Permaculture PA is a good YouTube channel to learn about Permaculture-based growing techniques. Here Phil Williams, permaculture consultant and designer, illustrates how to install a guild based around his fruit trees. Often when we plant fruit trees we stop at putting some mulch around the base of the tree but there is much more that can be done if you view the fruit tree as one component in a guild planting. Note, I'm not advocating using Round Up to install a guild system like he does but I admire his honesty in coming clean and also appreciate his pragmatic approach. Also, Phil clarifies that permaculture is not affiliated with any specific approach to agriculture such as organic gardening.
Here is an update on how the guild turned out.
So why am I talking about Guilds in what is supposed to be a site about business investing? Like my last blog on Edge Effects, I think that nature potentially has lessons to teach us about how to grow a business. In business investing we use the metaphor of "growth" all the time but the phenomenon of growth is not as simple as putting a seed in the ground and watching it thrive and take off through its own individual initiative. The phenomenon of guild planting provides a different view on how business growth can be achieved - by seeking out good companion companies to grow with so that you all thrive together because one supplies what another company is missing. Microsoft has been good at planning growth strategies at an ecosystems level and chastised open-source as a weed that would destroy the whole guild they had put together. This was a bit self-serving but I give Microsoft credit for offering up a more metaphorically sophisticated view on how their growth was achieved.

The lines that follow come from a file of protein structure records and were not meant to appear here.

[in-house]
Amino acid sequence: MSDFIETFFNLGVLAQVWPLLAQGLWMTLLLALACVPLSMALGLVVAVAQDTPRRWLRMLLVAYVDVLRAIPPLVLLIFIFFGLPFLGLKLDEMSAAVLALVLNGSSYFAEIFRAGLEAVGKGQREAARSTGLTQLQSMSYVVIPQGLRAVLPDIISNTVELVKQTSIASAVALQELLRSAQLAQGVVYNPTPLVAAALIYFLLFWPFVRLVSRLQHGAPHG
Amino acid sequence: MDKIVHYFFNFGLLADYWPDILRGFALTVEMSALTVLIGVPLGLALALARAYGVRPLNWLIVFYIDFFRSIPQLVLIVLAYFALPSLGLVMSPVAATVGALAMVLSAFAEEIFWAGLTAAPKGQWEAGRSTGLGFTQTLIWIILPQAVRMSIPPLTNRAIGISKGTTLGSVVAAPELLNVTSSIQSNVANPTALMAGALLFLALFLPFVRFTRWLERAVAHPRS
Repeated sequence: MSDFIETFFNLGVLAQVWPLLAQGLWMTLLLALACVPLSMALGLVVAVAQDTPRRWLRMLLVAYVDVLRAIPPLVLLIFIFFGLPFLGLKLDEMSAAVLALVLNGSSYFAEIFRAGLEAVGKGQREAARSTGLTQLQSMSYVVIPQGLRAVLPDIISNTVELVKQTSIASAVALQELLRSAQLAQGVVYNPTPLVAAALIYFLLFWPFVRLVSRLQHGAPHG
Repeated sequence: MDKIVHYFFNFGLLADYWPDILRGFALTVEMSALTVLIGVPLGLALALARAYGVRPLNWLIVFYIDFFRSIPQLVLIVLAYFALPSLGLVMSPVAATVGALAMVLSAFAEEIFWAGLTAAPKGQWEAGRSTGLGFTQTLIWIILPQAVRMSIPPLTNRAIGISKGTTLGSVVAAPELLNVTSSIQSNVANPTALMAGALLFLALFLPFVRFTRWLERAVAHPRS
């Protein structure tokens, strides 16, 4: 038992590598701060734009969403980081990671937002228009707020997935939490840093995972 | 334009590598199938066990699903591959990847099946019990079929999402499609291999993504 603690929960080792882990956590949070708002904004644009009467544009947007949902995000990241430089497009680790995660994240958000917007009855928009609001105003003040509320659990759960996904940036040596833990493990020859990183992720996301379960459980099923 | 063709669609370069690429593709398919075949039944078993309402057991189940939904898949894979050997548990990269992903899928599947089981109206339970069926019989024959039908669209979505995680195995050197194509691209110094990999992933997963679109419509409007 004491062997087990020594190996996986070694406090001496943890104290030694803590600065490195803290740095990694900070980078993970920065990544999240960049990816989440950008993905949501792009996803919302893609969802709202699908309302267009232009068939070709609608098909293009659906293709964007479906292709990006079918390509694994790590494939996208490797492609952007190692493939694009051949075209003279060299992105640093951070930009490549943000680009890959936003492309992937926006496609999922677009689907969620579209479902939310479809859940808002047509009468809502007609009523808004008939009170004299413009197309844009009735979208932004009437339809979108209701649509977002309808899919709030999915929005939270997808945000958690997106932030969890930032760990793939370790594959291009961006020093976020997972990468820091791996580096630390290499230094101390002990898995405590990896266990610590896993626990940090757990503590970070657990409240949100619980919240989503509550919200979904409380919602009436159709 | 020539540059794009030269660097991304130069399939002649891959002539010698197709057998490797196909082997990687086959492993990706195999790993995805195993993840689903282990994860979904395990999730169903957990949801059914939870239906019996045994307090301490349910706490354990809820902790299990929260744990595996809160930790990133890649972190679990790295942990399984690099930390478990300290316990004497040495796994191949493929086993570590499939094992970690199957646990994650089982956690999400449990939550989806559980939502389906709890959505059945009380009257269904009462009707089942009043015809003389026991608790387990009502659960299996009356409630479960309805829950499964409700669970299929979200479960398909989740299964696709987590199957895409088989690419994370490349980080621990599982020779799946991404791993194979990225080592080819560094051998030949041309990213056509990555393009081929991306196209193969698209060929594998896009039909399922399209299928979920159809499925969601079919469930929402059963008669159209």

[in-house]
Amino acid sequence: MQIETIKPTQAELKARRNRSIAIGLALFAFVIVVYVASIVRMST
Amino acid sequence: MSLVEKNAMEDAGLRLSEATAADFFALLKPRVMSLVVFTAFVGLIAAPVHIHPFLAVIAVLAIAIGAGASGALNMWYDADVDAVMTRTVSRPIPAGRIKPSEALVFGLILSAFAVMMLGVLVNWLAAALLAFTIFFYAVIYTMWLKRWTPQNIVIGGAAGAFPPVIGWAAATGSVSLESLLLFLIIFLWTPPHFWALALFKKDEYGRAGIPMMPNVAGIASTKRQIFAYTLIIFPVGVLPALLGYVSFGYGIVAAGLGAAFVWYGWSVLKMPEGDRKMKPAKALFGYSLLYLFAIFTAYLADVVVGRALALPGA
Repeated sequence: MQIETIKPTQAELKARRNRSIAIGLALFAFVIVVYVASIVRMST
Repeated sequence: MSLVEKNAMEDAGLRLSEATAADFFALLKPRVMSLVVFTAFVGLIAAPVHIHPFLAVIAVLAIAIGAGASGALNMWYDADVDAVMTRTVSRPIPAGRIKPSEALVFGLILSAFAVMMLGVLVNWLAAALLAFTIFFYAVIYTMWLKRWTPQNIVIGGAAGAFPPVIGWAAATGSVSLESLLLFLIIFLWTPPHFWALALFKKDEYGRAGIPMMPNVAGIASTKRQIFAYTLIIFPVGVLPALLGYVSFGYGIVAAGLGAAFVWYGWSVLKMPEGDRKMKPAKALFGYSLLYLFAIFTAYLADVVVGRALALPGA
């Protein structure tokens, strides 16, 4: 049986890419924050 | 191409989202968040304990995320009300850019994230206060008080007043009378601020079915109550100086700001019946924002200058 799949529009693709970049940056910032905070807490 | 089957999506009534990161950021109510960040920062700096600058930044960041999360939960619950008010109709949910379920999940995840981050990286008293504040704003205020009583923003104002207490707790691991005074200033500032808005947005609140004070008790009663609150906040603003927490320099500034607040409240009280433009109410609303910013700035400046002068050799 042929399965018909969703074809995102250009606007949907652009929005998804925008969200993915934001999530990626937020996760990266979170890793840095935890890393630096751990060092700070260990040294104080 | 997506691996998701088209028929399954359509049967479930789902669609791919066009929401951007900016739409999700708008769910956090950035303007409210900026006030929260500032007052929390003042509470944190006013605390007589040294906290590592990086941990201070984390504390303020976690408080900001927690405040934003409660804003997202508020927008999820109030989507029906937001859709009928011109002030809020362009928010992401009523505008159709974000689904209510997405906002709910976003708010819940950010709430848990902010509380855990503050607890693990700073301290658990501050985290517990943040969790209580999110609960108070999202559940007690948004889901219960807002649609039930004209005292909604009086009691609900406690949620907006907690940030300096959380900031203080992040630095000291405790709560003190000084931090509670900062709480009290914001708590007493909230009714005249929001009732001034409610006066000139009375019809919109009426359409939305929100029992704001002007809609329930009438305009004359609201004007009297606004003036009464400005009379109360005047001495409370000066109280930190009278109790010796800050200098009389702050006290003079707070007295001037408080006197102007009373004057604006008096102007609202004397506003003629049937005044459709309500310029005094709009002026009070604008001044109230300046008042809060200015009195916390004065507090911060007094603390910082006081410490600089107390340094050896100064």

The concept of a guild goes beyond companion planting because it looks at more than just the relationship between two plants. Often there can be 5 to 10 plants involved in a guild. Many companies exist within supply and retail chains that mean this number of companies may not be unrealistic for some business guilds. The concept of "supply chains" and "retail chains" seems a bit too linear to map onto the concept of a guild as it exists in nature where mutually reinforcing activities seems be going on simultaneously. Perhaps business is a bit more linear than nature and we have to accept that the reinforcing activities between companies are often more linearly organized? Or should we be attending more to nature's example?